Monday, 17 December 2018

Theories of Surplus Value, Part III, Chapter 19 - Part 43

15. Malthus’s Principles Expounded in the Anonymous “Outlines of Political Economy” 

Marx quotes from the Malthusian, John Cazenove's work, Outlines of Political Economy; being a Plain and Short View of the Laws relating to the Production, Distribution, and Consumption of Wealth etc., London, 1832, on why they were so opposed to the Smithian/Ricardian labour theory of value. 

““That labour is the sole source of wealth seems to be a doctrine as dangerous as it is false, as it unhappily affords a handle to those who would represent all property as belonging to the working classes, and the share which is received by others as a robbery or fraud upon them” ([John Cazenove, Outlines of Political Economy, London, 1832, ] p. 22, note).” (p 63) 

Cazenove confuses the value of commodities with the utilisation of commodities, and money and capital, but, in doing so, in the following he correctly identifies the origin of surplus value

““The value of capital, the quantity of labour which it is worth or will command, is […] always greater than that which it has cost, and the difference constitutes the profit or remuneration to its owner” (op. cit., p. 32).” (p 64) 

In other words, commodities or money of a certain value can only ever exchange for other commodities of the same value. It is the fact that these commodities or money are used as capital that enables it to produce surplus value, because it exchanges for the commodity labour-power, at this value, but the seller of the labour-power must then undertake labour that produces a greater value, a surplus value

“The following, too, which is taken from Malthus, is correct as an explanation of why profit is to be reckoned as part of the production costs of capitalist production: 

“… profit upon the capital employed” [“unless this profit were obtained, there would be no adequate motive to produce the commodity”] “is an essential condition of the supply, and, as such, constitutes a component part of the costs of production” (loc. cit., p. 33).” (p 64) 

And, as Marx demonstrated, in Capital, for society, the profit, or surplus value is a cost of production, because the labour it entails had to be performed by someone. It is only that it is not a cost born by the capitalist. Cazenove combined the notion that surplus value arises as a result of the relation between capital and wage labour with the idea that having produced the surplus value, it is only realised in circulation.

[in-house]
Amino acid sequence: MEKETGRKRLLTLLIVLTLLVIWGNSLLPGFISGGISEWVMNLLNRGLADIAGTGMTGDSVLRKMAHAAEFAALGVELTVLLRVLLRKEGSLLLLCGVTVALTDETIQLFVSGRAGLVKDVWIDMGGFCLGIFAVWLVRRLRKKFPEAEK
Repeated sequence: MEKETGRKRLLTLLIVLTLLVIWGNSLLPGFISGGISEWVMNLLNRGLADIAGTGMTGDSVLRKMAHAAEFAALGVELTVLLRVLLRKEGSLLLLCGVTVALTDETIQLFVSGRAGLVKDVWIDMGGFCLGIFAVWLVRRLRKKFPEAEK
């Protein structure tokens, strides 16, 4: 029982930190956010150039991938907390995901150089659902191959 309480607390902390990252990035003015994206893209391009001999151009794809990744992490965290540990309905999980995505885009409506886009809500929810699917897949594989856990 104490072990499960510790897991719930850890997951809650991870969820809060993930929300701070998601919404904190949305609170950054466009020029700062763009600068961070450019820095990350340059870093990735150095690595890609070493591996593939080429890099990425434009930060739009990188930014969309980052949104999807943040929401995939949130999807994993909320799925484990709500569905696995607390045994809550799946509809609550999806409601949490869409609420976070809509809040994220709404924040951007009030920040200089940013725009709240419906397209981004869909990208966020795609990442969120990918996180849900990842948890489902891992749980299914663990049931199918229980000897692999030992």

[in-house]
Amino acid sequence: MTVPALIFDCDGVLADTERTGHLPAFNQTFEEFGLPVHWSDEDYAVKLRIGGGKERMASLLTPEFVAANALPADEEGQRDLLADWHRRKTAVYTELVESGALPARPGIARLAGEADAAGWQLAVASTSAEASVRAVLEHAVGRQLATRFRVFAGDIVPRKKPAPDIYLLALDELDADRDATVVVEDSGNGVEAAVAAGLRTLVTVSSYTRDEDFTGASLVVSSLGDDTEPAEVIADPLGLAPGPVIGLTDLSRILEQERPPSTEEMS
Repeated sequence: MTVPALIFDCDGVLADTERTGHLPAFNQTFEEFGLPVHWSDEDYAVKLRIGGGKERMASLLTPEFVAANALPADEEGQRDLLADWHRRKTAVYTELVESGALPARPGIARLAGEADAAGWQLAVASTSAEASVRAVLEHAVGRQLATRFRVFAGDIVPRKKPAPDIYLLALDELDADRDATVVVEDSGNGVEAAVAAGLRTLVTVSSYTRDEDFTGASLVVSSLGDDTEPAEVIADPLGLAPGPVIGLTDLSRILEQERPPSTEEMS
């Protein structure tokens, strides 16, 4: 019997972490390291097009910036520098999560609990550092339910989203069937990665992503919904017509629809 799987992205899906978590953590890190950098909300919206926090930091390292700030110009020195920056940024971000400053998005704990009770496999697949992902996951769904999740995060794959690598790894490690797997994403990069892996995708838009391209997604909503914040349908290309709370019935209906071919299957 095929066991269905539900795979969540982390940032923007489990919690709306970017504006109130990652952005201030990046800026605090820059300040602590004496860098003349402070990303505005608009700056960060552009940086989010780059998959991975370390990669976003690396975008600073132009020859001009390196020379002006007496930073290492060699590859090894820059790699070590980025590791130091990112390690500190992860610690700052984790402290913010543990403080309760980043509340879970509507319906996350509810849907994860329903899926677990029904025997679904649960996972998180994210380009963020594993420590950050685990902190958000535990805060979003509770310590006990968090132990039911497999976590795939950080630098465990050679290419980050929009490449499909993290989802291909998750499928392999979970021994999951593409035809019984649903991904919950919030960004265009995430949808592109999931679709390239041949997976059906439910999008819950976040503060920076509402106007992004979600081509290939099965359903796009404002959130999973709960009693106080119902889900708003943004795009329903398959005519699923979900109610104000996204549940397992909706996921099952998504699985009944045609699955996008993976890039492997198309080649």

““… a man’s profit does not depend upon his command of the produce of other men’s labour, but upon his command of Labour itself.” (Here the correct distinction is made between the exchange of one commodity for another and the exchange of the commodity as capital for labour.) “If”(when the value of money falls) “he can sell his goods at a higher price, while his workmen’s wages remain unaltered, he is clearly benefited by the rise, whether other goods rise or not. A smaller proportion of what he produces is sufficient to put that labour into motion, and a larger proportion consequently remains for himself “ (op. cit, , pp. 49-50).” (p 64) 

The same thing applies, Marx says, where new machinery is introduced by one firm, which reduces the individual value of its output, but where the firm can still sell at the old market value, thereby obtaining a surplus profit. 

“It is true that when this happens, the worker does not directly work a shorter period for himself and a longer one for the capitalist, but in the reproduction process, “a smaller proportion of what he produces is sufficient to put that labour into motion”. In actual fact, the worker therefore exchanges a greater part of his immediate labour than previously for his own realised labour. For example, he continues to receive what he received previously, £10. But this £10, although it represents the same amount of labour to society, is no longer the product of the same amount of labour-time as previously, but may represent one hour less. So that, in fact, the worker works longer for the capitalist and a shorter period for himself. It is as if he received only £8, which, however, represented the same mass of use-values as a result of the increased productivity of his labour.” (p 64) 

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